I got a mail from the Ex a few days ago saying that he had quit smoking. I felt nothing but elation; a highly addictive habit he had fought during the whole time of our relationship (when he wasn’t fighting with me) was finally conquered. Or vanquished. Words of victory and defeat meaning the same thing.
There were no thoughts about the terrible journey we had been through, together. Just pure happiness for one human being who had done something, which he claimed was the toughest thing to do on earth.
I truly think one of things that helped me get over the divorce and move on healthily were good manners. Not the Emily Post variety but more the civil, ‘treat every human being with respect’ kind. In my life I can’t thank it enough for helping me go through one of the nastiest processes of modern life with my dignity and self pride, still intact.
I always, even at the beginning of the breaking up, instinctively knew that if I resorted to being a name calling, unreasonable, hyperventilating b@*%$ I’d be hurting myself more than him. Not that I wasn’t one. I lost my cool on three occasions and each time, the next day I woke up with something worse than a hangover—regret. Deep, aching regret that made me feel less of a human being.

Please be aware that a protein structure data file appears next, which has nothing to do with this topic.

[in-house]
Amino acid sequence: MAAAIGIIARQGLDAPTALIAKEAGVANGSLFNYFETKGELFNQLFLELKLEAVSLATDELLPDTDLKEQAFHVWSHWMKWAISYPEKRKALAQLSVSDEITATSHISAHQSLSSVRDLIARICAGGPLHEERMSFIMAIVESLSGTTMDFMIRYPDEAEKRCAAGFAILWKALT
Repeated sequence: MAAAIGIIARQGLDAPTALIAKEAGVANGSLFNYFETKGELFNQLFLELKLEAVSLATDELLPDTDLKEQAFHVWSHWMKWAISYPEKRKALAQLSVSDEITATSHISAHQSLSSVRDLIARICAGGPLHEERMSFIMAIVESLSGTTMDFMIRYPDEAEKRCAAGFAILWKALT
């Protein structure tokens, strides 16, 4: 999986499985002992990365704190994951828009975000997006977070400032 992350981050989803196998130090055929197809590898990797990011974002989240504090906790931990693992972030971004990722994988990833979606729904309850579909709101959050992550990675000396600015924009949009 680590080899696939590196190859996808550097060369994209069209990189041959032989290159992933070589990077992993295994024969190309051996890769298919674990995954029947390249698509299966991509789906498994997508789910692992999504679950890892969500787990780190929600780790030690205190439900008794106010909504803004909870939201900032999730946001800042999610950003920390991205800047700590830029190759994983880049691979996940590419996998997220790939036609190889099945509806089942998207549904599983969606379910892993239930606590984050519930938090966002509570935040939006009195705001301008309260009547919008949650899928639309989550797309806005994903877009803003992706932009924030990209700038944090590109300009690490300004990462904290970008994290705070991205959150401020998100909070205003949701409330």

Otherwise, for most parts we’d talk about things in a ‘business tone’. That helped to keep the spilling emotions at bay. Focus on who gets the washing machine and not why its ownership has to be decided upon. ‘Please, thank you, I’m sorry’—words on whose backs I hopped on while negotiating the messy business of a split and finally got to safe shores relatively less scratched. ‘I beg your pardon’ was my favourite, accompanied with an arched eyebrow, when an unreasonable request was made. It would drive him mad and I would feel so gleefully superior inside. Yes, it started off as a game, a tactic to make him feel like this horrible, mean person with poor judgement who was divorcing this well-mannered, nice girl.
Over time, however, it stopped being a tactic and actually smoothened out innumerable potentially nasty situations. When I talk about my divorce, friends who have gone through the same thing say that I had it ‘easy’. I don’t know about that, I know I had it and that always sucks.
Once, when I asked the Ex why he thought we could still communicate civilly, he had this to say. According to him, we were both warriors who had gone through a bloody battle and escaped alive. With hope. Even though we were the creators, the perpetrators of the war we were also its greatest victims. It was this acknowledgement of our individual survival that was the bond between us. And that’s why we will always be happy when the other does well, for in the war we created, neither did.
Dancing Divorcee is a weekly happy, sad, funny, obnoxious blog on the misadventure called divorce. It will appear every Thursday. Arathi Menon is a dancing divorcee who also blogs, writes, tweets and repairs brands.